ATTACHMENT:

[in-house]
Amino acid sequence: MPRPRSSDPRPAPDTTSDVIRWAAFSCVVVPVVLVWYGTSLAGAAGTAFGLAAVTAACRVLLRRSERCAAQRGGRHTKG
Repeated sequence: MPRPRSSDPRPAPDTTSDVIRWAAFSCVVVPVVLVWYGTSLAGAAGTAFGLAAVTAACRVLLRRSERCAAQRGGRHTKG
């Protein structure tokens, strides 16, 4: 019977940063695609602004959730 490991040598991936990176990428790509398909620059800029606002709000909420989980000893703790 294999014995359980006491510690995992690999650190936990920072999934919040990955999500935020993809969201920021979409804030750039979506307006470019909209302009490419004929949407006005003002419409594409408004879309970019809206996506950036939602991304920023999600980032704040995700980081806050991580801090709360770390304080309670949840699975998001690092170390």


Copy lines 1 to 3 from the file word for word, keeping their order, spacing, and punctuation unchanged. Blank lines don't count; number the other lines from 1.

[in-house]
Amino acid sequence: MPRPRSSDPRPAPDTTSDVIRWAAFSCVVVPVVLVWYGTSLAGAAGTAFGLAAVTAACRVLLRRSERCAAQRGGRHTKG
Repeated sequence: MPRPRSSDPRPAPDTTSDVIRWAAFSCVVVPVVLVWYGTSLAGAAGTAFGLAAVTAACRVLLRRSERCAAQRGGRHTKG